Bicycle Commuter Diaries: It's Not Just Economical, it's a Lifestyle
My task in the Bike to Work Challenge is to infect others with the love of bike commuting since I already do it—and have been doing it for years!
After college, I moved from Athens, Ga. to Washington D.C. to intern for my senator and I had heard that you absolutely didn't want to bring a car. The drain on your bank account, (mind you interns don’t even get paid), would bankrupt you in no time: gas, insurance, paying for parking, parking tickets...just pure hassle. I had biked in college and I didn't own a car anyway, so I embraced the advice and bought a monthly subway pass. Soon after, friends in my ultimate Frisbee circle talked me into bike commuting as an alternative to the subway. I was sold.
I had actually taken cycling as a course in college, so I was a trained rider, but I was also mentored by veteran D.C. bike messengers who showed me how to ride, safely and assertively.
Soon after my internship, I landed my first job with McKinsey & Co. and I knew bike commuting was meant to be. My company subsidized our commutes with monthly transit fare cards and even put in showers at the office. Back then, I suited up daily, so I preferred riding gear, a shower, and a change to start the day. Now I’m much more streamlined and ride dressed for work each day.
After a short stint of biking to work when I took a job in San Francisco, my second career landed me back in Athens, Ga. I knew that as an undergrad, Athens had been bike friendly—even back in the late 80's—so I returned and bought a house within a two-mile radius of downtown where I worked and continued commuting by bike every day with an occasional ride on transit when there was inclement weather. Although it was a bike friendly city when I was in school, I was pleased to find out that Athens continued to make progress by adding bike lanes, greenways and even bike racks on buses!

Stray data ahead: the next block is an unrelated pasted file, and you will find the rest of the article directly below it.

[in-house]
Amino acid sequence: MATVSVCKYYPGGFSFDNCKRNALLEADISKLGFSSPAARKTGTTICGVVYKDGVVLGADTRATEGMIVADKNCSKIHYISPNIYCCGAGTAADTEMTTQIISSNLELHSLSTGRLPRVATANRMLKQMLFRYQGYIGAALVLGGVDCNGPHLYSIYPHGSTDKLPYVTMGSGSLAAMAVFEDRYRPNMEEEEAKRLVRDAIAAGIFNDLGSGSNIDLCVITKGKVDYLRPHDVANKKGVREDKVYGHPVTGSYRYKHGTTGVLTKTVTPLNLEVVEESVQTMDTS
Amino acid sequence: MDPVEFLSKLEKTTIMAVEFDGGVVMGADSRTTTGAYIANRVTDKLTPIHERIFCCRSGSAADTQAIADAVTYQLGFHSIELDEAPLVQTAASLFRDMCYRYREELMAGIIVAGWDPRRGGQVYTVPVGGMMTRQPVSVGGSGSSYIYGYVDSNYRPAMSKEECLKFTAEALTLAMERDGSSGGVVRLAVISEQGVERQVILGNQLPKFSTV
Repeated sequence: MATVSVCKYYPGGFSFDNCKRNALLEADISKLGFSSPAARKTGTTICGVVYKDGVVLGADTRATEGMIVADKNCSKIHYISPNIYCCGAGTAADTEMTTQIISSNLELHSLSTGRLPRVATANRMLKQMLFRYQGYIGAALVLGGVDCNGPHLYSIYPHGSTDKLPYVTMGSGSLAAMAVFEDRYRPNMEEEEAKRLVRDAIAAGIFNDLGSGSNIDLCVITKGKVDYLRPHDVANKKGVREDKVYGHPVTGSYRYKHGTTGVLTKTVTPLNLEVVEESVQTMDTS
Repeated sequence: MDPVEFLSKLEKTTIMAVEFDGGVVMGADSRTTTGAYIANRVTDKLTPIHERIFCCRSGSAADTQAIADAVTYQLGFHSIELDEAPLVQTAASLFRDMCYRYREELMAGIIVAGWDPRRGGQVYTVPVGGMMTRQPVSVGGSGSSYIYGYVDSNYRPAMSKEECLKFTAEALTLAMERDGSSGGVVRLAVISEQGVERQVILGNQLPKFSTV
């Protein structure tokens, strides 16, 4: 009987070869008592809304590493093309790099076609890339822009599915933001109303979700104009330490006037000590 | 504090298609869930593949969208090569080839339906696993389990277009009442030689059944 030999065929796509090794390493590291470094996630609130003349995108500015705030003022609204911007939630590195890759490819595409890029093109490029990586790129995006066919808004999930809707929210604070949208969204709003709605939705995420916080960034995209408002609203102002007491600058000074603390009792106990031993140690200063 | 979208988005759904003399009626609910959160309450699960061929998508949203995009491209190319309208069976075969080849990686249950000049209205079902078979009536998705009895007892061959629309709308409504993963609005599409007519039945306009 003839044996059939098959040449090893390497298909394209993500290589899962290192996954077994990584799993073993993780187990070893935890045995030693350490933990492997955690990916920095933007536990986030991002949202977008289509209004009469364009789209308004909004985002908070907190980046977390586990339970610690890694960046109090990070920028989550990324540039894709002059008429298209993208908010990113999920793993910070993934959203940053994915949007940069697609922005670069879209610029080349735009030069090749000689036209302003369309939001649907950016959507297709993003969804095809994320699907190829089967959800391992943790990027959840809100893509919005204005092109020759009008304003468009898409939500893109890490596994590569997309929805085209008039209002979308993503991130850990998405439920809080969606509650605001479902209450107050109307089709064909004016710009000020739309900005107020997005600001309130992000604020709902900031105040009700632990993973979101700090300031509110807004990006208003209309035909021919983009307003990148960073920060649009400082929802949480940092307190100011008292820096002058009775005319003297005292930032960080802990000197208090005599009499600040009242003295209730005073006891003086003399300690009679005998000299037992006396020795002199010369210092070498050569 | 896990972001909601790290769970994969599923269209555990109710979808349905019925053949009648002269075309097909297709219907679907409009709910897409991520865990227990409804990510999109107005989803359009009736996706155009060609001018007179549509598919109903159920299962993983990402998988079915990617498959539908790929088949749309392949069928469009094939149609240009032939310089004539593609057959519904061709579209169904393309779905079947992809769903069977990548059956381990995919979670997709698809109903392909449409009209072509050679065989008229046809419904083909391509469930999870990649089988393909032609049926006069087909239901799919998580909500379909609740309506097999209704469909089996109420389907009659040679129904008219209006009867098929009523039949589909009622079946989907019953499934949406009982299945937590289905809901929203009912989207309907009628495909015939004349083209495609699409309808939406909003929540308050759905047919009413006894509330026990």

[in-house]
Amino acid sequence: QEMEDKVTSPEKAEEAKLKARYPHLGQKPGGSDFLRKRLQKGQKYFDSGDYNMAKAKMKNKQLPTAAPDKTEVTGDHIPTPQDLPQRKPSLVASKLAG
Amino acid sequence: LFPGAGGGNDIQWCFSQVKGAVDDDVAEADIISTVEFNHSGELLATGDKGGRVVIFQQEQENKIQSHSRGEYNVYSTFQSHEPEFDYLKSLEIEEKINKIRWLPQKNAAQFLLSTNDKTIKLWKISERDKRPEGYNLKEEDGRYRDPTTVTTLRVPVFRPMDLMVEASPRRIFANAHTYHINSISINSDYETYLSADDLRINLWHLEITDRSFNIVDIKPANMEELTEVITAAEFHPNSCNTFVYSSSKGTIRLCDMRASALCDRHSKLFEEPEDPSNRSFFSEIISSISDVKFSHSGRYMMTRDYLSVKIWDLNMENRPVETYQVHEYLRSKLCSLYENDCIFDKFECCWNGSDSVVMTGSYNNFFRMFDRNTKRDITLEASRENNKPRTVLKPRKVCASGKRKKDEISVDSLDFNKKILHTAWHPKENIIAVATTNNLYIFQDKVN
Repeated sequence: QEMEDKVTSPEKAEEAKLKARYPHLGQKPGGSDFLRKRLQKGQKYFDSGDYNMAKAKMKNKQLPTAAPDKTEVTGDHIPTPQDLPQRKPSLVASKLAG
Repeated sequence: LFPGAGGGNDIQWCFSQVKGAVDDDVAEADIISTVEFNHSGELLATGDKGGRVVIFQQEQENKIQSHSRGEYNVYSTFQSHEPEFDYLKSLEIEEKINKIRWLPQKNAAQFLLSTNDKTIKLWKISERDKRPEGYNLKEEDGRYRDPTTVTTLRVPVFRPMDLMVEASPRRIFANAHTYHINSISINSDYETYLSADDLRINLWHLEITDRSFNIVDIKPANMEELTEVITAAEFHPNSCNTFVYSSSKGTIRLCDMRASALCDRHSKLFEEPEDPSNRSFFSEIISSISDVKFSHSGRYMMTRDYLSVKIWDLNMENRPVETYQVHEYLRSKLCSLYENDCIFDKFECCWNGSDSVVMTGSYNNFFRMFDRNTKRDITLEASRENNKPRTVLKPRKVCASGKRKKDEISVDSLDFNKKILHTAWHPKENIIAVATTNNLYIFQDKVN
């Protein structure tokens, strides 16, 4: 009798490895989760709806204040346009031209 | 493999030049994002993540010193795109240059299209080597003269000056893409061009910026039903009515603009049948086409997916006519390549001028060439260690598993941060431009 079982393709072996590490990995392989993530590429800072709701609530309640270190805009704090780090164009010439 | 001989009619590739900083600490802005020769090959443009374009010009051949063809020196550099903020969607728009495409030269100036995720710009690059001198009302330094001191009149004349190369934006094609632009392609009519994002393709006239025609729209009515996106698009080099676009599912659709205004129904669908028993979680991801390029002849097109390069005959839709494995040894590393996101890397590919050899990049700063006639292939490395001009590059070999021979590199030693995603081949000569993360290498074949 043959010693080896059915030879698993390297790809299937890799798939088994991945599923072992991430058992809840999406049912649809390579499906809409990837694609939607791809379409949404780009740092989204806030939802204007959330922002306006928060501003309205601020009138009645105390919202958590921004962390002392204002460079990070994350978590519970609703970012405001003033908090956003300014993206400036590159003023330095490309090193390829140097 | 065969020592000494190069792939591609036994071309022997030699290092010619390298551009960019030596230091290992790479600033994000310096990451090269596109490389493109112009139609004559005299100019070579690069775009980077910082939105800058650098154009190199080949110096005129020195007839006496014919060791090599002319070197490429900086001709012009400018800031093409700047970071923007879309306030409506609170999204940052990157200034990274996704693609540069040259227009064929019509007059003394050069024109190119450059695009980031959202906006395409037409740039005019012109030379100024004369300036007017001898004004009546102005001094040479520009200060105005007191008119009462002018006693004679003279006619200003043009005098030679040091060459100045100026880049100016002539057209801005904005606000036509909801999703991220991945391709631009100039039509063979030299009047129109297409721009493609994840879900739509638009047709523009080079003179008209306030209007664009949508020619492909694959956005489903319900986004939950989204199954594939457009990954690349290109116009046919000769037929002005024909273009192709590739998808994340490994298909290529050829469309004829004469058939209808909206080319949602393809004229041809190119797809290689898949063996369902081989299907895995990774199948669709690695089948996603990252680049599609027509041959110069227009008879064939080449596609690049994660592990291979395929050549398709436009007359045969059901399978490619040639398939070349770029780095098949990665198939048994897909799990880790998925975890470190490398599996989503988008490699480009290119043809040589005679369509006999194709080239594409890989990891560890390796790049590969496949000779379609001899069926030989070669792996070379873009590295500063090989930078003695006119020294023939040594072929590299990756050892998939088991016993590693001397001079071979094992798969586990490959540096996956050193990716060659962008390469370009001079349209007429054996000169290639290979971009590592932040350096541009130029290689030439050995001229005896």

It might look as if commuting is all about economics for me—and sure it was when I was a lowly intern with no salary—but it became a way of life, a great way to set the tone for my day and arrive at work without road rage. I also enjoy doing my part to reduce emissions.
Today I find myself working in the transportation industry in Griffin, Ga. and I’m still biking to work. As I enter the fifth decade of my life, I’m stoked to keep moving and happy to have logged thousands of miles all over the planet, both to work and on vacation. It’s really become a way of life for me and a great one. I urge you to give it a try!
For those interested in getting started, I’d be happy to show you my gear, route, and wardrobe. In fact you can check out pictures on my Facebook page to see what I wear and even get a few tips (I like to share). Oh and for those who love pictures I have posted a photo essay of the graffiti/murals on my cycling route to work when I lived in Athens.
If you like taking photos, you can share and even get points in the Bike to Work Challenge by posting photos on The Clean Air Campaign’s Bike to Work Photo contest page on Facebook.
Tracie Sanchez, MPA, is a mobility manager for the Three Rivers Regional Commission in Griffin, Ga.